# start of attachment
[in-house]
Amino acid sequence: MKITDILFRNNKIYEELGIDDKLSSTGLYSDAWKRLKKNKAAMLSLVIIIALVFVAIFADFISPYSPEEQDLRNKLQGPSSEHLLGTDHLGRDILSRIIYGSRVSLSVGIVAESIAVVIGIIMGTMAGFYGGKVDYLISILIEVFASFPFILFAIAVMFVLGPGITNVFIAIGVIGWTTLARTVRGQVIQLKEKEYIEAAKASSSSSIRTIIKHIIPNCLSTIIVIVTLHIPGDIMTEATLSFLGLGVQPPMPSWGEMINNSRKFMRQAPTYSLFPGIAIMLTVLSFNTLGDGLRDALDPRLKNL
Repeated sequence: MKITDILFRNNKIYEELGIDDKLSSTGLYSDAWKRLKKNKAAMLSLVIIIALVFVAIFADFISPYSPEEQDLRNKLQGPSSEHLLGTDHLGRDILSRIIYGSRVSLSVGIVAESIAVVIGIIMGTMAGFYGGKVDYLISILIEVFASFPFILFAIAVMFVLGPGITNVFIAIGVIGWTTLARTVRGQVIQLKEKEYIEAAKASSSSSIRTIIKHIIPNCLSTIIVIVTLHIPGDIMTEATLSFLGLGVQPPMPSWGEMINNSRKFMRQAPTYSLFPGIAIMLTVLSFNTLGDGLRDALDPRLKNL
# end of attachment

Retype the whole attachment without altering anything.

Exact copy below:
[in-house]
Amino acid sequence: MKITDILFRNNKIYEELGIDDKLSSTGLYSDAWKRLKKNKAAMLSLVIIIALVFVAIFADFISPYSPEEQDLRNKLQGPSSEHLLGTDHLGRDILSRIIYGSRVSLSVGIVAESIAVVIGIIMGTMAGFYGGKVDYLISILIEVFASFPFILFAIAVMFVLGPGITNVFIAIGVIGWTTLARTVRGQVIQLKEKEYIEAAKASSSSSIRTIIKHIIPNCLSTIIVIVTLHIPGDIMTEATLSFLGLGVQPPMPSWGEMINNSRKFMRQAPTYSLFPGIAIMLTVLSFNTLGDGLRDALDPRLKNL
Repeated sequence: MKITDILFRNNKIYEELGIDDKLSSTGLYSDAWKRLKKNKAAMLSLVIIIALVFVAIFADFISPYSPEEQDLRNKLQGPSSEHLLGTDHLGRDILSRIIYGSRVSLSVGIVAESIAVVIGIIMGTMAGFYGGKVDYLISILIEVFASFPFILFAIAVMFVLGPGITNVFIAIGVIGWTTLARTVRGQVIQLKEKEYIEAAKASSSSSIRTIIKHIIPNCLSTIIVIVTLHIPGDIMTEATLSFLGLGVQPPMPSWGEMINNSRKFMRQAPTYSLFPGIAIMLTVLSFNTLGDGLRDALDPRLKNL